For extended learning, students can complete the Buoyancy Lab*, an online simulation that helps students further explore density properties by adjusting the density of a liquid to determine the effects on buoyancy of a solid object. Related handouts and materials are included on the site.
Through these online simulations, students should make a connection between the Layered Liquids Lab and the online density labs. After the labs, discuss the Content Question, What are the relationships among mass, volume, and density?
Expand on the investigations from the online density labs by discussing operational definitions and how to calculate density using the How Dense? lab. Explain to students that they will measure the absolute densities of liquids from the Layered Liquids Lab. Note that the liquids are the same as those compared in the Layering Liquids Lab. Each group's lab setup requires 25 ml of each sample liquid. Discuss procedures and data collection in advance of the activity. Explain to students that a bar graph would be appropriate for this type of data. Also, this would be a good opportunity to use a spreadsheet program to input the data and make various types of graphs. This would allow students to quickly see which types of graphs are most revealing and useful.
For further investigation, students can navigate to Determination of Density of a Solid*, an Online Labs simulation that allows students to determine the density of various solids by using a virtual spring balance and a measuring cylinder. Before beginning, ask students what they learned about comparing the density of fluids that might help them think about measuring the density of a solid. (Mass is determined by comparing an object of unknown mass to an object of known mass, using a balance scale.) You may wish to review the lab animation* and answer any questions before students enter the simulator. After completing the simulation, have students complete the online quiz* to check for understanding.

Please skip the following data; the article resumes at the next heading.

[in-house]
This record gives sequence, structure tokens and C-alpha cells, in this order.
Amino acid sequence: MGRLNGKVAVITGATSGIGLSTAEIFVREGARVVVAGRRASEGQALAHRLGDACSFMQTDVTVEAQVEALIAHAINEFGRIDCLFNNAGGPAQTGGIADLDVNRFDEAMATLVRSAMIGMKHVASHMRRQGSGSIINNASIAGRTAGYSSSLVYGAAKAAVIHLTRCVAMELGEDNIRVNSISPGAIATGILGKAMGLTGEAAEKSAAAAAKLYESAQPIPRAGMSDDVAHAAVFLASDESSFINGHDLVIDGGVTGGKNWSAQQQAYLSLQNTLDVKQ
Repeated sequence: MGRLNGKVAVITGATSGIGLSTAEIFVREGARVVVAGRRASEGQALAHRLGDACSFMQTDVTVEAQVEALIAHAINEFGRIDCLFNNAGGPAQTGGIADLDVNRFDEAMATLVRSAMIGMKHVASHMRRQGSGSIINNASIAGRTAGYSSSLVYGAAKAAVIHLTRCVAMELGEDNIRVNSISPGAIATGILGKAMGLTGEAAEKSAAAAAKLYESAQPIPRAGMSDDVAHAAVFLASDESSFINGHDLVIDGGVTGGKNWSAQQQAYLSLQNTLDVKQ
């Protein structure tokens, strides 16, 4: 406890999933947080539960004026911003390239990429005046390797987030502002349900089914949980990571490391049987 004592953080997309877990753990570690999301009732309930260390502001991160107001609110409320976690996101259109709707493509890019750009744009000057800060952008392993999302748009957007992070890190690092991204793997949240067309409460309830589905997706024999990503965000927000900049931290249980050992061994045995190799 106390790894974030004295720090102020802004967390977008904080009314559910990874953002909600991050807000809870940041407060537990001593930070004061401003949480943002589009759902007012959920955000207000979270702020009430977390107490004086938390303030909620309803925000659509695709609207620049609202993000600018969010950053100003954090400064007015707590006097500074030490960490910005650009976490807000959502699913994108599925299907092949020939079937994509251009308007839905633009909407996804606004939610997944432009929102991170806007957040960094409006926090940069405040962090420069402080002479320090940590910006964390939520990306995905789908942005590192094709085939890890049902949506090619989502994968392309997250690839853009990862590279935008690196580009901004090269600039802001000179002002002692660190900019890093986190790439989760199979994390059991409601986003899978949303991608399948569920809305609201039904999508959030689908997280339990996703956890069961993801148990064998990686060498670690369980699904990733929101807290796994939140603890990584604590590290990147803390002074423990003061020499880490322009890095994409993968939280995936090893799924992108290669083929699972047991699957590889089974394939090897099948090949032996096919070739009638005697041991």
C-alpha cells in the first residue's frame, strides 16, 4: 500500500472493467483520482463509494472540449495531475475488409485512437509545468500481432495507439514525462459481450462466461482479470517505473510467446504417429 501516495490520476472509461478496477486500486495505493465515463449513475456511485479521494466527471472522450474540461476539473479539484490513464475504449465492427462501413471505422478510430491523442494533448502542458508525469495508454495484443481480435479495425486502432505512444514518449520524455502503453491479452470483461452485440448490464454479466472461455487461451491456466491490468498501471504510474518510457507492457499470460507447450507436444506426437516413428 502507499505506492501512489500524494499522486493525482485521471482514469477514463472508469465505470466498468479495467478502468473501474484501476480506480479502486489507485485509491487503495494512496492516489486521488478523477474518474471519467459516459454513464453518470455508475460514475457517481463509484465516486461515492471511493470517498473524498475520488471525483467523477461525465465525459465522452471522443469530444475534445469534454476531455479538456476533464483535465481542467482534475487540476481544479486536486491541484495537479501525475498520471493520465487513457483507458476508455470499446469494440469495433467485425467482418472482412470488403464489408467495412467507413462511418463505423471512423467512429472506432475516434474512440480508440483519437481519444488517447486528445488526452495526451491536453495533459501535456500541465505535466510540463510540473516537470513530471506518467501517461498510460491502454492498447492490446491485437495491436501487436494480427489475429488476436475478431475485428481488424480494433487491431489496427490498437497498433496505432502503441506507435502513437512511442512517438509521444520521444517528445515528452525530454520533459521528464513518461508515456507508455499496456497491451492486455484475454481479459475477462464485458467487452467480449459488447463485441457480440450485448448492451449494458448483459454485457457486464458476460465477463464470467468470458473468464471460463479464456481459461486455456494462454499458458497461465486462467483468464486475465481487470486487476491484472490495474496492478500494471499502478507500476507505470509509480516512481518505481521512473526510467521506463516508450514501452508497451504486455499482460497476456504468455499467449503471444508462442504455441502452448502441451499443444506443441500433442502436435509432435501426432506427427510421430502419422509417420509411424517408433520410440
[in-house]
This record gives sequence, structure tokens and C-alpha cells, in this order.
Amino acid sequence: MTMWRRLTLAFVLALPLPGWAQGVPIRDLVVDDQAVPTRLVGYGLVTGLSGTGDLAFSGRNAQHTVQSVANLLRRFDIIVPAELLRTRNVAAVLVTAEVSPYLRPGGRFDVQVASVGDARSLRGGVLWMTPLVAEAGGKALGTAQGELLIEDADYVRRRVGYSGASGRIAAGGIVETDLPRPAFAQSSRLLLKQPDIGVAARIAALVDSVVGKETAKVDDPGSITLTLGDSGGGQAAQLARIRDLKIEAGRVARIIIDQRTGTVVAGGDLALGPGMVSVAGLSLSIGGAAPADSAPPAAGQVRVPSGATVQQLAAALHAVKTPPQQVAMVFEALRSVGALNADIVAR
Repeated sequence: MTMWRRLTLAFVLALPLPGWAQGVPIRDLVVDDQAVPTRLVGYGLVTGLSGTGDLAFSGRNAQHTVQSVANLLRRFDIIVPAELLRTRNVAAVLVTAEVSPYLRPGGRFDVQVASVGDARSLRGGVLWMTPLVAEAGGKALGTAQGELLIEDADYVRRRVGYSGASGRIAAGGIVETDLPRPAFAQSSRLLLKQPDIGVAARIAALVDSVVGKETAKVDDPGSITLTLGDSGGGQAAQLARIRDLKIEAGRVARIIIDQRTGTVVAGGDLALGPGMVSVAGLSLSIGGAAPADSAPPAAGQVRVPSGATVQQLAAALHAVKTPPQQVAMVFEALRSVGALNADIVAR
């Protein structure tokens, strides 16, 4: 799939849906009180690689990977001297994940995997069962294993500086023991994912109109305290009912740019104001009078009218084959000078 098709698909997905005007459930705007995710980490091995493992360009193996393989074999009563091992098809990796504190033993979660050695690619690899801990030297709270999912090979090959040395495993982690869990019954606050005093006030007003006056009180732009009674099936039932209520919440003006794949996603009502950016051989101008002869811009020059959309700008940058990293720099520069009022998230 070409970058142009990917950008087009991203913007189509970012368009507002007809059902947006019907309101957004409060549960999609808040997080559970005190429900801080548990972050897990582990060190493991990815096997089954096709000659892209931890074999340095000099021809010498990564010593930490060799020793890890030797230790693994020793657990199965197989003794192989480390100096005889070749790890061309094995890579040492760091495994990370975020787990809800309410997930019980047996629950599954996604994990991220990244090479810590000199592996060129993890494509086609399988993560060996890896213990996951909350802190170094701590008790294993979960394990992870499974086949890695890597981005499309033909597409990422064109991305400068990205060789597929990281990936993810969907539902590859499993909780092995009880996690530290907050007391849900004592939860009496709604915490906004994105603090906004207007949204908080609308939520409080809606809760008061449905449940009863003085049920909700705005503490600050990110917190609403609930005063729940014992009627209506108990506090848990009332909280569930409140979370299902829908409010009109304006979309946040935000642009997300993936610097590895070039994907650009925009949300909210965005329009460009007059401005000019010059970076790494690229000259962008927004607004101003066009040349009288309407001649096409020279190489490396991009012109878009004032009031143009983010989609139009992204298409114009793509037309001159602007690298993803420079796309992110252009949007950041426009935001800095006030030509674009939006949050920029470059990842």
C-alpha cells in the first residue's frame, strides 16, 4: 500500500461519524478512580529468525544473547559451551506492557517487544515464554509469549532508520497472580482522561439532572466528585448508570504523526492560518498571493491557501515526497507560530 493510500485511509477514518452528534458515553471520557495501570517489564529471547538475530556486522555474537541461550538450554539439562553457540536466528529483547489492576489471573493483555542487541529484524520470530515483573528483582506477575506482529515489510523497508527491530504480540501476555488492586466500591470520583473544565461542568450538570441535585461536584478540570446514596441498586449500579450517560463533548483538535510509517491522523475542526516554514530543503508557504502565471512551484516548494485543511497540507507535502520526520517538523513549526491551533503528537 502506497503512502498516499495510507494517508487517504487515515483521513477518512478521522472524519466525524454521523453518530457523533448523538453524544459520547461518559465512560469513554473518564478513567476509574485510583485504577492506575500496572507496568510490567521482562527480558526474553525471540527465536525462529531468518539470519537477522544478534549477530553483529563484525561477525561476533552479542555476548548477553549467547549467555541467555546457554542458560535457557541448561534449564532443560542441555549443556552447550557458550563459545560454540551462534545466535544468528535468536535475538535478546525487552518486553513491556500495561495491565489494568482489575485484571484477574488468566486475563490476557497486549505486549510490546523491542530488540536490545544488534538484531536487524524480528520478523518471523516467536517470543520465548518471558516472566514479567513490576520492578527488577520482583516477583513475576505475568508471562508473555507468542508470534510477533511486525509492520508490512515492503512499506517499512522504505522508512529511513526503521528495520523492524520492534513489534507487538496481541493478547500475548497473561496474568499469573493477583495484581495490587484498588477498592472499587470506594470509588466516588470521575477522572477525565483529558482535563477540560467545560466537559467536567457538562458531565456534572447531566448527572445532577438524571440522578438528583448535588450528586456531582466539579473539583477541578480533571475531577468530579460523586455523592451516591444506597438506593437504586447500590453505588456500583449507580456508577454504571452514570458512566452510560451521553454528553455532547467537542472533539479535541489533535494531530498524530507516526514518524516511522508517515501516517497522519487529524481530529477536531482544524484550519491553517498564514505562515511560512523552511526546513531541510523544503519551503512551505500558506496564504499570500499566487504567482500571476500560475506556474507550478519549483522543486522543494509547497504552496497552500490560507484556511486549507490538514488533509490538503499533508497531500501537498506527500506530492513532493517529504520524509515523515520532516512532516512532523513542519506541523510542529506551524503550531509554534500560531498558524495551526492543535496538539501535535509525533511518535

If you have limited Internet access or computing equipment, you can use the optional Solids Lab procedure instead. Following the procedures outlined in the document, students should be able to find the density of a variety of objects using the appropriate method by the end of this session. Note that students will need two cubes made from different materials (for example, steel and aluminum) and an irregular sample of either steel or aluminum to complete this lab.
Ask students, If you put hot and cold water together, what will happen? Discuss predictions and then do the following hot/cold density demonstration:
- Fill one jar with hot water, colored red.
- Fill another jar with cold water, colored blue.
- Invert hot over cold, using a plastic separator card placed between the two jars. Once inverted, remove the card quickly.
- Observe what happens and discuss how students' predictions turned out.
- Repeat, but this time invert the cold jar over the hot jar.
- Observe and discuss how students' predictions turned out. Ask students, what the explanation might be for what was observed. Have students write or discuss what ways temperature affects density.